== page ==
It’s so encouraging to be surrounded by people with such cool stories.  I met a lady who had 4 natural children, adopted 2 at separate times from Uganda, and then years later one of her adopted sons started talking about his old friend in Uganda.  Turns out he used to care for this friend who had spina bifida and clubfoot.  They ended up adopting the friend too!  We met people who have fostered 200 kids over the course of many years.  We met adult adoptees who have suffered terrible things, but now are encouraging others in their journeys.  I’m not sure you’ll find a room full of cooler people than you would at an adoption conference.

And the sum of all that- the education combined with the pampering combined with the encouragement and support- allows you to step back and reflect on what big jobs we as adoptive parents have.  It teaches us about ourselves and about Jesus- the parallels between how we pursue our adopted children’s hearts and how Jesus pursues our hearts are very clear.

So, adoption friends- join me next year at Refresh!  This conference also meets in Seattle and Chicago.

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Last Days in Bora Bora

The most exciting thing we did on Thursday or Friday was rent jet skis!  Riding jet skis on the ocean has been on The Husband’s bucket list for a long time, so that was a fun one to check off the list.  I hated being passenger; I was scared that I’d get bucked out, smashed by The Husband, crushed by the jet ski behind us, and then eaten by lemon sharks.  I loved being driver; it brought out my thrill seeker side that has been lying dormant since I’ve had kids.  We were out with a guide and three other couples- they were from Italy, China, and France.  At one point we stopped at a private island, searched around for a coconut, and broke it open to enjoy the water and meat.  Unfortunately we didn’t get any pictures, but jet skiing was a highlight of the trip!  That night we went to Bora Bora Yacht Club with some friends.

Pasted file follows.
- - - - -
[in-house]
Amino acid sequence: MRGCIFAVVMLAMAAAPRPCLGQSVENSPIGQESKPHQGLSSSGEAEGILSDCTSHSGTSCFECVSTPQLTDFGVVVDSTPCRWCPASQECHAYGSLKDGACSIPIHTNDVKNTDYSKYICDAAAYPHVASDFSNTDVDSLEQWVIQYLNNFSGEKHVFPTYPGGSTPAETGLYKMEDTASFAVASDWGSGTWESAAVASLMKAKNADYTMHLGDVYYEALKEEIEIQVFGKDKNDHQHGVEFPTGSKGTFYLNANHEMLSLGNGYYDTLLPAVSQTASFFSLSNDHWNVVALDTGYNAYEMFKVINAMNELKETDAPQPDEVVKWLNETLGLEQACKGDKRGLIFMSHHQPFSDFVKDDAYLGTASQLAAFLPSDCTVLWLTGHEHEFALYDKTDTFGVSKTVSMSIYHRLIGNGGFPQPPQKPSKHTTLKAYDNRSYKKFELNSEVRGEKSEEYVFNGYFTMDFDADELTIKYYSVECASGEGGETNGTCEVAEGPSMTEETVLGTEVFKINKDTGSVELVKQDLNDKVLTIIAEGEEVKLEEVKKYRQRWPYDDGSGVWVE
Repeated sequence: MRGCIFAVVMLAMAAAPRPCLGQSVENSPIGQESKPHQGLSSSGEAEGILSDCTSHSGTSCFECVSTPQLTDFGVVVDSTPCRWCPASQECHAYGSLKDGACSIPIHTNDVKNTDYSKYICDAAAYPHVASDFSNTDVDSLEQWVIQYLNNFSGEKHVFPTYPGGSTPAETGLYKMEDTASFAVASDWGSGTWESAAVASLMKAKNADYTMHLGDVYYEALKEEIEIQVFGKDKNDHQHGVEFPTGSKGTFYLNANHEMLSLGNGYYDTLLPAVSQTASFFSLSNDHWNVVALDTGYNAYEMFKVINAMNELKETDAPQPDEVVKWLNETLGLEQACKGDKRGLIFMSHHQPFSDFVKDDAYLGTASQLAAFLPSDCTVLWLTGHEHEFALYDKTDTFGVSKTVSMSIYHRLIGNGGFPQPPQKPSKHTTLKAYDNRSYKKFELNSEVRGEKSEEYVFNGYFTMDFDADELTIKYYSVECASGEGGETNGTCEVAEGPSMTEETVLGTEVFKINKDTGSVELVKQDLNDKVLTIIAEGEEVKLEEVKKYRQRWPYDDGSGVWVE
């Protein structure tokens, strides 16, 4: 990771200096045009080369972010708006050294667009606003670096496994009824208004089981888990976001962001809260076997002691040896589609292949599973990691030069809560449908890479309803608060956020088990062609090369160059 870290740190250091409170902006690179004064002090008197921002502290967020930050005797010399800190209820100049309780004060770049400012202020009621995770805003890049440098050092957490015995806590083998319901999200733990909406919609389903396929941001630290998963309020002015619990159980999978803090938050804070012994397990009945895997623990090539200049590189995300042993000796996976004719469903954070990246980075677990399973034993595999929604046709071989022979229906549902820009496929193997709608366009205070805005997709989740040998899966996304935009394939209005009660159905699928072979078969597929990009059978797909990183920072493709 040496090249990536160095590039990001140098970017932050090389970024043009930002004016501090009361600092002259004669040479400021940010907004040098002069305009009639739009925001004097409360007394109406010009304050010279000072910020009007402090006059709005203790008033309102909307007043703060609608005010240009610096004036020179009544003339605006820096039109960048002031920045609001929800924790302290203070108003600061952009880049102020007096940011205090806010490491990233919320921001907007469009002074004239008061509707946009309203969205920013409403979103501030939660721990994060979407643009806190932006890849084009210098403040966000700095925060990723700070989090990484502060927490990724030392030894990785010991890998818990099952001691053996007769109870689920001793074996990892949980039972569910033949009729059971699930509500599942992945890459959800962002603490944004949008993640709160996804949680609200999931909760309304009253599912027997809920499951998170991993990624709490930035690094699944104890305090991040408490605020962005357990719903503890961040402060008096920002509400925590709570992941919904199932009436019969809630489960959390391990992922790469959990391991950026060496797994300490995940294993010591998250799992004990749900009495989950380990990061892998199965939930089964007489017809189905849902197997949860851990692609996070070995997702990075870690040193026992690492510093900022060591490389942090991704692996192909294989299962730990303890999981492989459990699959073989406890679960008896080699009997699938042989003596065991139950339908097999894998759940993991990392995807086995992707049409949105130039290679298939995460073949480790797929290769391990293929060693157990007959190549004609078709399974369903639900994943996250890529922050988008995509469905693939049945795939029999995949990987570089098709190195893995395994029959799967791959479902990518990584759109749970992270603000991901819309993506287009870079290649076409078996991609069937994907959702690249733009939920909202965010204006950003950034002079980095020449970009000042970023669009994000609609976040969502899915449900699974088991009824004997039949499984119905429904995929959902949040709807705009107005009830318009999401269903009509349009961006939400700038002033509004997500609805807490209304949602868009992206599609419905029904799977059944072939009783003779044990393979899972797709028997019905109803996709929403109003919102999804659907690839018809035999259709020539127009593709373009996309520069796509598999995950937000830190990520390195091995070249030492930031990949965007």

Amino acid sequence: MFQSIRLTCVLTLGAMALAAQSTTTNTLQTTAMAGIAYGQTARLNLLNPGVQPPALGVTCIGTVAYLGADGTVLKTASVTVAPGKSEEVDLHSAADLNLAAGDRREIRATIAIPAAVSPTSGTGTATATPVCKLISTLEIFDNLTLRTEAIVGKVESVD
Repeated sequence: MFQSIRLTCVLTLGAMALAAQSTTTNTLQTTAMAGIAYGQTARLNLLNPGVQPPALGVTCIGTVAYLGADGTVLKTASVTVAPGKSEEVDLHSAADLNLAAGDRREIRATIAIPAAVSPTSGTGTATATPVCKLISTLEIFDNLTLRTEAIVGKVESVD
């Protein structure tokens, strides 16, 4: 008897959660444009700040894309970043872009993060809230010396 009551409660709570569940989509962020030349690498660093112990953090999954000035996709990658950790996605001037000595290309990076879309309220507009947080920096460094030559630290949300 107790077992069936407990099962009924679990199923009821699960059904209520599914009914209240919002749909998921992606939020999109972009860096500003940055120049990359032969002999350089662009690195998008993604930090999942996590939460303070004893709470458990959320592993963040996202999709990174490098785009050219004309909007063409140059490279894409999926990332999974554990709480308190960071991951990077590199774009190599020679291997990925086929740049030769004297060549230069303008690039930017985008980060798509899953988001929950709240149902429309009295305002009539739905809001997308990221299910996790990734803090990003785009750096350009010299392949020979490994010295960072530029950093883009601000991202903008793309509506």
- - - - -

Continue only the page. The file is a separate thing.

The restaurant had AMAZING views- we sat right on the edge of the dock- and crazy fish that kept jumping out of the water and distracting the fisherman in our group.  We got swordfish and mahi mahi with vanilla sauce, and crème brulee for dessert. Some of the best food of the trip!